Great Ecstasy of Robert Carmichael, The - DVD review
(18) 97min (Tartan DVD rental/retail)
Thomas Clay’s visceral, disturbing but interesting 2005 film did not get a theatrical release in Scotland so now is your chance, if you have the stomach for it, to catch it on DVD. Set in an English seaside town at the beginning of the war in Iraq, it details the spiraling exploits of Robert Carmichael (Daniel Spencer) a bright school kid who becomes involved with drugs and casual violence through his association with a bunch of local youths. The film’s controversial reputation is due to a gang rape scene that comes towards the end of the film, which takes place while footage of the invasion of Iraq is played out on the television.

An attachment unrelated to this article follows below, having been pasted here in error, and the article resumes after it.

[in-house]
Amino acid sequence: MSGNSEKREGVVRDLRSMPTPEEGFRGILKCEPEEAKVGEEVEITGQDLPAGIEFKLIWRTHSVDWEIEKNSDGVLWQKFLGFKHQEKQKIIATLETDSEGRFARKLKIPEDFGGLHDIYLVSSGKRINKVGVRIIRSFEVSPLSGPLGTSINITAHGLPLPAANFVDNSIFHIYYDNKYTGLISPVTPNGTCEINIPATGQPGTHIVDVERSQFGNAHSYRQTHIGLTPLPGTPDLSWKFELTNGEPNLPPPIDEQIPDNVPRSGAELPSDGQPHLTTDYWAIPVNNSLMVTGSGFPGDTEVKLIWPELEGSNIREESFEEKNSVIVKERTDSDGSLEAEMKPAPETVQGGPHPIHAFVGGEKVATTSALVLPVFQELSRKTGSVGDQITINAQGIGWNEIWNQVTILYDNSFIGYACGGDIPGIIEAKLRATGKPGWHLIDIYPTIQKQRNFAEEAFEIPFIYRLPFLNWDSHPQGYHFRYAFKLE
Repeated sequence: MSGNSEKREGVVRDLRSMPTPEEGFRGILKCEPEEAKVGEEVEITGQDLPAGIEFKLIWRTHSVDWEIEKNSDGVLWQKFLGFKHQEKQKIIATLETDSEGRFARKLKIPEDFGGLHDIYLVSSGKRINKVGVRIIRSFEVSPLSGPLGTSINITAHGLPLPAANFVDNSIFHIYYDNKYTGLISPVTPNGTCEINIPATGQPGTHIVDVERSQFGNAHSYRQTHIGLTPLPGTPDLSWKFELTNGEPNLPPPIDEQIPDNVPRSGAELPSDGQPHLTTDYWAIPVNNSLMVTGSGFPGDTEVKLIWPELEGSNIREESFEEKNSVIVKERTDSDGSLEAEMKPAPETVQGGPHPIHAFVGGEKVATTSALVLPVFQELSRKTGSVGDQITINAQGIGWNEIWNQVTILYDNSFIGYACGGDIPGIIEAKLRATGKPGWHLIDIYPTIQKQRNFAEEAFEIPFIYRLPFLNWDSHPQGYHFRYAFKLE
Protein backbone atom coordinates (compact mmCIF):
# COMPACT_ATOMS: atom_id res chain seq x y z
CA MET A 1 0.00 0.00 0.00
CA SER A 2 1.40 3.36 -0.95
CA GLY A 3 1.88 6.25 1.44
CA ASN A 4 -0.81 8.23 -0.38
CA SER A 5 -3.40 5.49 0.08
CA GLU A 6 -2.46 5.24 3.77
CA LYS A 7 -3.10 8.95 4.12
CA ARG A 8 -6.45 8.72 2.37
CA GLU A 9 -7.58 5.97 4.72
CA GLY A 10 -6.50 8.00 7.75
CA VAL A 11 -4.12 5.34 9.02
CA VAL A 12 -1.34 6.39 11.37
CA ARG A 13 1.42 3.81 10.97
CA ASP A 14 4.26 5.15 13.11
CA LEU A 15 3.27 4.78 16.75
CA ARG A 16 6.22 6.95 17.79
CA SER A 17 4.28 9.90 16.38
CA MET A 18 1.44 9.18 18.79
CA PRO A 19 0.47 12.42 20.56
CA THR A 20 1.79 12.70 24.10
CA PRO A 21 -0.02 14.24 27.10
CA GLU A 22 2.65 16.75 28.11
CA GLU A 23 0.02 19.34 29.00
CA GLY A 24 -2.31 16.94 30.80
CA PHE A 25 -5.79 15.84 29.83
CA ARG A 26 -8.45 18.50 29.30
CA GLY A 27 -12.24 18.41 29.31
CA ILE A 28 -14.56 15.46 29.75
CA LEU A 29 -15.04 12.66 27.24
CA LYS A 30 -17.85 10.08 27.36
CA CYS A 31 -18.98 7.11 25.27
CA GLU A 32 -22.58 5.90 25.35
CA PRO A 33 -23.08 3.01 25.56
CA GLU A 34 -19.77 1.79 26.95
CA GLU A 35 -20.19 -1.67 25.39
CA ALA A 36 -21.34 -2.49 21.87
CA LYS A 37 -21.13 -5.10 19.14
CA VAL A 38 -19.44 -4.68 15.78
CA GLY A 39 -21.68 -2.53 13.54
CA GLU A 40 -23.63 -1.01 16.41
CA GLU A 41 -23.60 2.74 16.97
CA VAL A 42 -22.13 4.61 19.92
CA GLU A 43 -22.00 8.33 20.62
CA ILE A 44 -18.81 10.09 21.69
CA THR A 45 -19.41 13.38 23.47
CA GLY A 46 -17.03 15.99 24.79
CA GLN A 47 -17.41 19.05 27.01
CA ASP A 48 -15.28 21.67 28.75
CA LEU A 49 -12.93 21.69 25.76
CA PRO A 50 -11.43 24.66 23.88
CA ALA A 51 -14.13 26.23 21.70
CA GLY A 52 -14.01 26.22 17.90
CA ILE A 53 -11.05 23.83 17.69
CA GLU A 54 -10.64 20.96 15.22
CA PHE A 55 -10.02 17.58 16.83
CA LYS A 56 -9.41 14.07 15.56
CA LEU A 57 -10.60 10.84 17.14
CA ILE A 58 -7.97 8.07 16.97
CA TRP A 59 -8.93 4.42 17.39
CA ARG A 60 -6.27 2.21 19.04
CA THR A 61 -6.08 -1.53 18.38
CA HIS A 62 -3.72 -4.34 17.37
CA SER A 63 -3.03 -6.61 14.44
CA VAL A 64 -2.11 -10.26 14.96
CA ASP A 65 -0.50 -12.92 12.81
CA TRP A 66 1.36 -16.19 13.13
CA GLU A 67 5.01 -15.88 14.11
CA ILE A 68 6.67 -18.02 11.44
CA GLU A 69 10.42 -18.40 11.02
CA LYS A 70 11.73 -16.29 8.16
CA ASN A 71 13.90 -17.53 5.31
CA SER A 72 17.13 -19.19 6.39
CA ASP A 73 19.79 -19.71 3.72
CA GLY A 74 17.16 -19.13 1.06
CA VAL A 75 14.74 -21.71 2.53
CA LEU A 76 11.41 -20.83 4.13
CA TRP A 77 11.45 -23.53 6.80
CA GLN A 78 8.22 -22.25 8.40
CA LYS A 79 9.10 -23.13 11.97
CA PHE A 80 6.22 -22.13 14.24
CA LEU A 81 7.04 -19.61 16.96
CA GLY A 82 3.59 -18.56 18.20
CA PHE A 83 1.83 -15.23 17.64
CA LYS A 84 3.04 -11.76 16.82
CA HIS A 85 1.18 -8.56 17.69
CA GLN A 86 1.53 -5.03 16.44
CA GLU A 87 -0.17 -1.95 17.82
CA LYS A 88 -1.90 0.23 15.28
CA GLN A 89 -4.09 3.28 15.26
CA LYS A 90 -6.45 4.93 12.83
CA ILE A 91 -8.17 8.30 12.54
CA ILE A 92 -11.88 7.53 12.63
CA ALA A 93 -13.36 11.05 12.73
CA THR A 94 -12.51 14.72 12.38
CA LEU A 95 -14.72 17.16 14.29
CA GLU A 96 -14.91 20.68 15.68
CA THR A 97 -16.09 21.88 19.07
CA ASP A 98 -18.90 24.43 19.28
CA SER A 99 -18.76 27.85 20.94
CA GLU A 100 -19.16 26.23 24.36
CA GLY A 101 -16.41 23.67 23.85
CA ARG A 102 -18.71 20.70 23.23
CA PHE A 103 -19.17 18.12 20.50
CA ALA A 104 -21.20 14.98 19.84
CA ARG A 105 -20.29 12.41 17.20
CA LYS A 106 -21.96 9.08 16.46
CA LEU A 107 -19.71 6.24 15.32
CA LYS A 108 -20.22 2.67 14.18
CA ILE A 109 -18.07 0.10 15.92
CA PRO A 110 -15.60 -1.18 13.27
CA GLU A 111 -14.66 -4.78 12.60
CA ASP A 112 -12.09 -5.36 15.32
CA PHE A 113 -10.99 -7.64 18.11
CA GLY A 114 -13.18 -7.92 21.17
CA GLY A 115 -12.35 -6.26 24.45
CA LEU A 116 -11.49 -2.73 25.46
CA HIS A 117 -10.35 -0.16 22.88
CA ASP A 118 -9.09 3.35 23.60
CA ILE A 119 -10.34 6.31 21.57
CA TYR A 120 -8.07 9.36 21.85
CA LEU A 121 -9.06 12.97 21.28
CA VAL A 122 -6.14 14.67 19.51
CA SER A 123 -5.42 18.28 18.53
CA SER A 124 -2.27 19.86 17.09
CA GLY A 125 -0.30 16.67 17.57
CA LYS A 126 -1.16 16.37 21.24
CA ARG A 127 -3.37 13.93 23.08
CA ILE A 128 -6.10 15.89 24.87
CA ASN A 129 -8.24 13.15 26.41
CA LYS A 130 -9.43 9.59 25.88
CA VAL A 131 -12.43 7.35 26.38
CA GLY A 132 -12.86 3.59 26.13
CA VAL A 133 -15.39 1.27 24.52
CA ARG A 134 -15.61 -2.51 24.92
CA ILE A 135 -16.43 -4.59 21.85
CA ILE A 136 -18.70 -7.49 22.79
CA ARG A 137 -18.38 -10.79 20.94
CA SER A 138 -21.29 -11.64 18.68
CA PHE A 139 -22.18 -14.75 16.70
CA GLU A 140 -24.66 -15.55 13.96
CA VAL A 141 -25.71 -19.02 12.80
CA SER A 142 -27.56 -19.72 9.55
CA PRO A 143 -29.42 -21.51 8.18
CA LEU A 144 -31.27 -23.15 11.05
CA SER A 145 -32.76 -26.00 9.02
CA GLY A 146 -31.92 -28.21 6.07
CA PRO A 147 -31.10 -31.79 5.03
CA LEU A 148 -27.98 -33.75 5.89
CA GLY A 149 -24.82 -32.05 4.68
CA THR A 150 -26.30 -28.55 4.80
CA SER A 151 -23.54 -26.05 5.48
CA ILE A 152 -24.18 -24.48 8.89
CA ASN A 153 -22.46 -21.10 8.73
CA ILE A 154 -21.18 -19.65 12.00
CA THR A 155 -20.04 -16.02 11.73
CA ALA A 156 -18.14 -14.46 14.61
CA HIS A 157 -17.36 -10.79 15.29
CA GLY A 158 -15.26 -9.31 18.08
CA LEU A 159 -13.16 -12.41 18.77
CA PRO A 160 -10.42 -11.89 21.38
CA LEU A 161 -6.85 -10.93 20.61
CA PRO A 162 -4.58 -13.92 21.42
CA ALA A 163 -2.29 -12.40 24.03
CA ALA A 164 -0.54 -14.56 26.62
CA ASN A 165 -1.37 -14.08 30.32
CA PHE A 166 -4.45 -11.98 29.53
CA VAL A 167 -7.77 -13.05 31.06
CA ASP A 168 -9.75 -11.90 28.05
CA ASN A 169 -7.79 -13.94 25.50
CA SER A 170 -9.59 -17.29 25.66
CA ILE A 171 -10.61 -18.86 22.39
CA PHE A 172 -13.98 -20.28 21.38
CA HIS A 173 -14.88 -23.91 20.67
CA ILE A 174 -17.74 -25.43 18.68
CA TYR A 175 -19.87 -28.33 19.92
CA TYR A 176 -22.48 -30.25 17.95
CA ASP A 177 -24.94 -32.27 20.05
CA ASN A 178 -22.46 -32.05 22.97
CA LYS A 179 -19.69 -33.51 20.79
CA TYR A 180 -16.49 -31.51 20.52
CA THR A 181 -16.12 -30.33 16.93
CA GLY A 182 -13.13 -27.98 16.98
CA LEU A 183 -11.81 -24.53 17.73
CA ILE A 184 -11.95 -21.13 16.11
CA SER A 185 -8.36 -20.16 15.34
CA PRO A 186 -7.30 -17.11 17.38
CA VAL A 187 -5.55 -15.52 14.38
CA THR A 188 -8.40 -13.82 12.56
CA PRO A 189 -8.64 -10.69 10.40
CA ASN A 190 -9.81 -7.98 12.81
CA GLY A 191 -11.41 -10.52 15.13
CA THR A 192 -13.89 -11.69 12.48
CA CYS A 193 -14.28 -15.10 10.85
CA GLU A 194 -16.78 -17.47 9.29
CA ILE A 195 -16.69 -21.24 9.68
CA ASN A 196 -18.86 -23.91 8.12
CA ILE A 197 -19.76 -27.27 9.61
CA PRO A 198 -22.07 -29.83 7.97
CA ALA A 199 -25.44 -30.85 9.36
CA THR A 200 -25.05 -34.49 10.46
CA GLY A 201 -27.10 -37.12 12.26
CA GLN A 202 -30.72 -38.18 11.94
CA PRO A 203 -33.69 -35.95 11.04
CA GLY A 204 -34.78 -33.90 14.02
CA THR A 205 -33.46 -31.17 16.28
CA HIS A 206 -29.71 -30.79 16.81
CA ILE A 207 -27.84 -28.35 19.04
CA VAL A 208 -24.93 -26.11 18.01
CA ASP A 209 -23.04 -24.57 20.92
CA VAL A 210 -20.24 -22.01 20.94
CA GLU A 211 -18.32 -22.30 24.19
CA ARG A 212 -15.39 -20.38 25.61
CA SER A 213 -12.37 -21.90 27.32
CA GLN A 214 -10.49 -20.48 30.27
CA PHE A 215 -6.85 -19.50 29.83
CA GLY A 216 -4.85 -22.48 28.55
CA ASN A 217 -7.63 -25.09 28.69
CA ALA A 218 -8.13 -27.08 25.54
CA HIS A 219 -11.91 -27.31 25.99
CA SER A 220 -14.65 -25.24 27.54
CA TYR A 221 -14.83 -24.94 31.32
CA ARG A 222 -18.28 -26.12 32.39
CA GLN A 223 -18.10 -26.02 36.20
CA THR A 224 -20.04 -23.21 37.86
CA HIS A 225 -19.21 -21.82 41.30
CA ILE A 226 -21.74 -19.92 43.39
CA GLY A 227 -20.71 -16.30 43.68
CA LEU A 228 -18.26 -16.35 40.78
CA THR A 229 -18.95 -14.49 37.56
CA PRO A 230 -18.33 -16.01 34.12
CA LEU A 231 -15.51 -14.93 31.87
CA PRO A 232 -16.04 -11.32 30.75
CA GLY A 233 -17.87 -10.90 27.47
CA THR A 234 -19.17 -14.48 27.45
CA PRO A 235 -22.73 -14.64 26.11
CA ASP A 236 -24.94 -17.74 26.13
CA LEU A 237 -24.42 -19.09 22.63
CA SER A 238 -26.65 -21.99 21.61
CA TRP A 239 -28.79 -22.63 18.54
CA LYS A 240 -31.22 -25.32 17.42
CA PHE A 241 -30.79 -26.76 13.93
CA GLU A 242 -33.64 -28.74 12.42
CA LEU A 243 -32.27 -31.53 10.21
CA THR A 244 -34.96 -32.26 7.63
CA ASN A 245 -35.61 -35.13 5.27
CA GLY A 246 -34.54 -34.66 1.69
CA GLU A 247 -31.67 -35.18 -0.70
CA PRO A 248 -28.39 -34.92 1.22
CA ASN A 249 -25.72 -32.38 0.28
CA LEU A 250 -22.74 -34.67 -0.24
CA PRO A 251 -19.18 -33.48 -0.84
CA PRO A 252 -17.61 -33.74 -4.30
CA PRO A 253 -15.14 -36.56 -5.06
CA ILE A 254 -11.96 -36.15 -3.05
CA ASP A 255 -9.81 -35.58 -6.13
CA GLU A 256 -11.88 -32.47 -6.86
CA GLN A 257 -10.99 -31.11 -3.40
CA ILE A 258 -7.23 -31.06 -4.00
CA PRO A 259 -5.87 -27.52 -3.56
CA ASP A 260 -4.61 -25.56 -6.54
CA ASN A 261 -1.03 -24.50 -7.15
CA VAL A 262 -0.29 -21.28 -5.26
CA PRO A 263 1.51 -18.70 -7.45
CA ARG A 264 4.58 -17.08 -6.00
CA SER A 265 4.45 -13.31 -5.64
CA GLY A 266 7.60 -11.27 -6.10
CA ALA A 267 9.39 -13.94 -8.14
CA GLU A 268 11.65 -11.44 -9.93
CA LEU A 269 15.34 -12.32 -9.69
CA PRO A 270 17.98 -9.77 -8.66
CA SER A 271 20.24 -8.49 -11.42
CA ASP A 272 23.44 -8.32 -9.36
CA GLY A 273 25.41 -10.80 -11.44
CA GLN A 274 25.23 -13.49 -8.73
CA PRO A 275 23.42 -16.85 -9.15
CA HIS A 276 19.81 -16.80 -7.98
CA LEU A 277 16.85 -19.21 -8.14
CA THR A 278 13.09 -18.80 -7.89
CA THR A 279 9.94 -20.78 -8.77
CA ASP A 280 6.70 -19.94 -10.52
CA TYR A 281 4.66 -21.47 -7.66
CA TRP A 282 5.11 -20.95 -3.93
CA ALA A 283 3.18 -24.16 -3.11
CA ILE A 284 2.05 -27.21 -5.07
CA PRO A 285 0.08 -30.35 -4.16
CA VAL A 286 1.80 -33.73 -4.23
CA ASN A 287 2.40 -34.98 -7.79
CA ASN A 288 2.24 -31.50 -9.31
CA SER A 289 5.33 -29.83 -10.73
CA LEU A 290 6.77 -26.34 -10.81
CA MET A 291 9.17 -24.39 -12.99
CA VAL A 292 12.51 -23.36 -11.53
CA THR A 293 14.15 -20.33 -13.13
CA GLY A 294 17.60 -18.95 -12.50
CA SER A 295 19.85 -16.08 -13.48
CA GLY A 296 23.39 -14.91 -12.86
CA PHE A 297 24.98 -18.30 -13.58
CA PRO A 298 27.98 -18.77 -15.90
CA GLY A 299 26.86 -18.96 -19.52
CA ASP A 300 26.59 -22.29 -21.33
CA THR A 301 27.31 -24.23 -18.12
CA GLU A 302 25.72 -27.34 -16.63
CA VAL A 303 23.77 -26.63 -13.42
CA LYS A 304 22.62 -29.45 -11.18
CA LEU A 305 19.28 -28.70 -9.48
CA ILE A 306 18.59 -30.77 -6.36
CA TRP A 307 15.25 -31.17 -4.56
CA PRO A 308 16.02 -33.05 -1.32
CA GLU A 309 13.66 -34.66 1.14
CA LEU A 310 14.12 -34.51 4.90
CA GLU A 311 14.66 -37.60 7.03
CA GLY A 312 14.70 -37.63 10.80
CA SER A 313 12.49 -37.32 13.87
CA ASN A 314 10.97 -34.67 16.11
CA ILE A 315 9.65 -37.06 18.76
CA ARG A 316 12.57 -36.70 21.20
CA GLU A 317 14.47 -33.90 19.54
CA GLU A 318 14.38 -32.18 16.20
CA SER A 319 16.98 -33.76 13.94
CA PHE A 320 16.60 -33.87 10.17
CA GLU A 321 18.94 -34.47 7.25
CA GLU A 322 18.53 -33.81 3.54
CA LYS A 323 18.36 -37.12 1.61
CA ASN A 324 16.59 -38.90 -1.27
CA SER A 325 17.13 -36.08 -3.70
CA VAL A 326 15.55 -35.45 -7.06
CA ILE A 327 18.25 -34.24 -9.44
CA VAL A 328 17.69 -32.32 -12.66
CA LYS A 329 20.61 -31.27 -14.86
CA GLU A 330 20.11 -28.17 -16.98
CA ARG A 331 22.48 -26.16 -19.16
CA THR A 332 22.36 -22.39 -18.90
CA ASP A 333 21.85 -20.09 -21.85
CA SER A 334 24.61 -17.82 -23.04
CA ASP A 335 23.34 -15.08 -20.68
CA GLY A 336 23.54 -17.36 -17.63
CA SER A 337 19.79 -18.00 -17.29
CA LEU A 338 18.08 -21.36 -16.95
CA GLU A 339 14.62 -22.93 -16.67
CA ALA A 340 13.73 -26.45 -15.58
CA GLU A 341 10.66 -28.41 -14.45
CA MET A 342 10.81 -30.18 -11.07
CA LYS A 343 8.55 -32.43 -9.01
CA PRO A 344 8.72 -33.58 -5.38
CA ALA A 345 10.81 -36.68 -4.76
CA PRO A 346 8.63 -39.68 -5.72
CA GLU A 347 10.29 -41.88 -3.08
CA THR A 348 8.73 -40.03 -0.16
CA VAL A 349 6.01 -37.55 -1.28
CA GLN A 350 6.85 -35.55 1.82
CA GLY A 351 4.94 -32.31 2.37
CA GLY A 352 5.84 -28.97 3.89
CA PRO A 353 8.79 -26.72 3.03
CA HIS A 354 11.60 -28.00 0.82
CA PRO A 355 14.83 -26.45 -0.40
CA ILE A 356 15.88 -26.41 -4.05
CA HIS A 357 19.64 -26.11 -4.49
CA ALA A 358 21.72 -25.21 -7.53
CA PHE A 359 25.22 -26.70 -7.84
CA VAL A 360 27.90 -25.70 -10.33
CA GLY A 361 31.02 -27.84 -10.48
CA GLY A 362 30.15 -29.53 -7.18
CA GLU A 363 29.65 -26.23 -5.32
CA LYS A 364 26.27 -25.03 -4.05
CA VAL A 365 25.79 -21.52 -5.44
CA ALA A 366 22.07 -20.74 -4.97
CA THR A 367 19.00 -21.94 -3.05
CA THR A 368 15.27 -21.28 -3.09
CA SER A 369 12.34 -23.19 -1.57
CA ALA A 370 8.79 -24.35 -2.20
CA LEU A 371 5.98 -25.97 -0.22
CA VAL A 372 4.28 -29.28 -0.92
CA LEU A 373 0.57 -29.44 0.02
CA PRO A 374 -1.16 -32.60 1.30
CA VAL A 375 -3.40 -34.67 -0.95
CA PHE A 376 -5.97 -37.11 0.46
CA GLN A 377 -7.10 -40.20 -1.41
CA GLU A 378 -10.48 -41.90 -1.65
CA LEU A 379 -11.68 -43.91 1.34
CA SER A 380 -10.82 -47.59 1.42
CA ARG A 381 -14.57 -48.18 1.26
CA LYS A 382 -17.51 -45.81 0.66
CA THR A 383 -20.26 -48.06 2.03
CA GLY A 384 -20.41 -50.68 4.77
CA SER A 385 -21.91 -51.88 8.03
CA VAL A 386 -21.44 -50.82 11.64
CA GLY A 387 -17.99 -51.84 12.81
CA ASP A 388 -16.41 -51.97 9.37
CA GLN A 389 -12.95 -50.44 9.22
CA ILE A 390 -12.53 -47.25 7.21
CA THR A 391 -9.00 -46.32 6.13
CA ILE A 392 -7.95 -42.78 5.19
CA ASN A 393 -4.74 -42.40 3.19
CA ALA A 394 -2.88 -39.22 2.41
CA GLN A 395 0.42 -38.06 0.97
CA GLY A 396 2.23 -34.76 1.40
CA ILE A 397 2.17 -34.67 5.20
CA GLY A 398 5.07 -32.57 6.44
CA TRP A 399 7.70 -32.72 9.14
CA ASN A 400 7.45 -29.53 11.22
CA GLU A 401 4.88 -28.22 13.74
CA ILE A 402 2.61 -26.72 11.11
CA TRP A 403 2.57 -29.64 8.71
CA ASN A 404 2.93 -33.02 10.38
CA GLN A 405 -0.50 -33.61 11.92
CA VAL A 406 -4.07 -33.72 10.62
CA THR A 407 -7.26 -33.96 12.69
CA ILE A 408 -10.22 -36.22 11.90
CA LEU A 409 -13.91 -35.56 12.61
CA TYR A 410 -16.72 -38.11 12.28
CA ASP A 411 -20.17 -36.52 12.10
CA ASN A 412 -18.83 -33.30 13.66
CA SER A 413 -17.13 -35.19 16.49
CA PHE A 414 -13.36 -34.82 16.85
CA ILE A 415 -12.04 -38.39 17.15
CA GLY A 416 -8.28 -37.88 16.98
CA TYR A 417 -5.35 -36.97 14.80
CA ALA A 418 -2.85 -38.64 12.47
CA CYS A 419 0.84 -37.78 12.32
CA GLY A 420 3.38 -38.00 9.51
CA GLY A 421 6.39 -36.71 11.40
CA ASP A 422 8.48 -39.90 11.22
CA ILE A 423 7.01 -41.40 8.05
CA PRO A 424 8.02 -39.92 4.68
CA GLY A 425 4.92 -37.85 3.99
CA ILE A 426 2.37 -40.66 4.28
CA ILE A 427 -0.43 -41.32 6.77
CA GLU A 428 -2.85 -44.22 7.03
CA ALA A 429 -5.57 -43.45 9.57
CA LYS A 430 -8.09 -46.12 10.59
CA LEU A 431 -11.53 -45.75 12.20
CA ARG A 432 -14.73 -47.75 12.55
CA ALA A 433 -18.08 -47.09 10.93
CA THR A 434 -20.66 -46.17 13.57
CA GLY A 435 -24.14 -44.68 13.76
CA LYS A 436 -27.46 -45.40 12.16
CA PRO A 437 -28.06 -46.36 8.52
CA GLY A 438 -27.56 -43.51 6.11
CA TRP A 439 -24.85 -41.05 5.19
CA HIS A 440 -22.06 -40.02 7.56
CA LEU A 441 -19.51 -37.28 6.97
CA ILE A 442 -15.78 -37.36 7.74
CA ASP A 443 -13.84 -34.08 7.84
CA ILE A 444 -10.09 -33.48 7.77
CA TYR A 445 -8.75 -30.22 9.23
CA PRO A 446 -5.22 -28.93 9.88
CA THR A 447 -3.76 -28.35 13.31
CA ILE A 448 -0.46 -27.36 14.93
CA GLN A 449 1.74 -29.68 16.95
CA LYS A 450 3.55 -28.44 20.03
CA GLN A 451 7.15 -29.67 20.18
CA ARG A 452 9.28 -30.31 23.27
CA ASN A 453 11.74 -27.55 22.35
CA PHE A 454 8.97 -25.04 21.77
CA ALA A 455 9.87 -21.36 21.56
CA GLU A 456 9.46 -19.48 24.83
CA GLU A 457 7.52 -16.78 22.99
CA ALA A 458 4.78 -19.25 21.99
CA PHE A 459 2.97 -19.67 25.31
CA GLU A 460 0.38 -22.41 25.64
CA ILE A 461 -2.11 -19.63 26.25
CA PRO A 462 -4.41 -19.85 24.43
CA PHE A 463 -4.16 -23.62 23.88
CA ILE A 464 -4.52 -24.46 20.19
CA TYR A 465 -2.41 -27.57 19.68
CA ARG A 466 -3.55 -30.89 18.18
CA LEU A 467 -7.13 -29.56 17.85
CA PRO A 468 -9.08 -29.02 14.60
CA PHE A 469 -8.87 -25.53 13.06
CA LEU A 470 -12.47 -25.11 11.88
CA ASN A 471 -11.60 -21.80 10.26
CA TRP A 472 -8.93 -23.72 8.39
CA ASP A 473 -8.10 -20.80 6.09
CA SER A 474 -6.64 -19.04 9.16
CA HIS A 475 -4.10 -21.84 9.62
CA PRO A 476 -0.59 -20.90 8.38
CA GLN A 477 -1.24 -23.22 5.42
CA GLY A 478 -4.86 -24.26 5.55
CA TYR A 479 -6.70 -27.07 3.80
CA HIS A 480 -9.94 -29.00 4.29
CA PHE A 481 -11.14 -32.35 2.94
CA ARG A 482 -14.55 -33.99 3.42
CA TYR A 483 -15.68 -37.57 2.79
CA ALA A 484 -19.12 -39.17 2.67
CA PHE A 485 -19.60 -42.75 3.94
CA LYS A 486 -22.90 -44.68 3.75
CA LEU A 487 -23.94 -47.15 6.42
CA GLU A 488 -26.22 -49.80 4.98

There is no denying that The Great Ecstasy of Robert Carmichael is an uneasy watch, but Clay, as writer and director, is attempting to encapsulate the dyspeptic and diseased spirit of a nation on the edge of a pointless war. Despite paying lip service to the ‘new brutalism’ in European cinema that gave birth to Gasper Noé’s Irréversible and Marina de Van’s Dans Ma Peau, Clay’s film also builds on the rich seam of British polemic dramas that stretch from Alan Clarke’s Scum to Tim Roth’s The War Zone, which certainly makes it worth a look. Minimal extras.